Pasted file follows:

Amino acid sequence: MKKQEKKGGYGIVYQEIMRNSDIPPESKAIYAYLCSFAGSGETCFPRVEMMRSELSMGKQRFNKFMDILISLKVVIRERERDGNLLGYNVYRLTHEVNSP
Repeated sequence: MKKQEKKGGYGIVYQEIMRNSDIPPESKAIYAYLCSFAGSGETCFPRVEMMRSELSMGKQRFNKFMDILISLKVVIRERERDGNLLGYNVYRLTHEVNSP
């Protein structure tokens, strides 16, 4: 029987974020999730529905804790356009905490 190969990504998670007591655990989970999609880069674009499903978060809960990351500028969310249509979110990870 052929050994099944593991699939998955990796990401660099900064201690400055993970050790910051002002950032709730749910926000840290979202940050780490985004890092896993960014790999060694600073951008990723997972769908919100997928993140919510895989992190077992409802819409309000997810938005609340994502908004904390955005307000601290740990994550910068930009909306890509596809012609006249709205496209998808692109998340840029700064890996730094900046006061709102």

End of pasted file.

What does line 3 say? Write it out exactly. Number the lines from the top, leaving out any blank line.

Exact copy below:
């Protein structure tokens, strides 16, 4: 029987974020999730529905804790356009905490 190969990504998670007591655990989970999609880069674009499903978060809960990351500028969310249509979110990870 052929050994099944593991699939998955990796990401660099900064201690400055993970050790910051002002950032709730749910926000840290979202940050780490985004890092896993960014790999060694600073951008990723997972769908919100997928993140919510895989992190077992409802819409309000997810938005609340994502908004904390955005307000601290740990994550910068930009909306890509596809012609006249709205496209998808692109998340840029700064890996730094900046006061709102």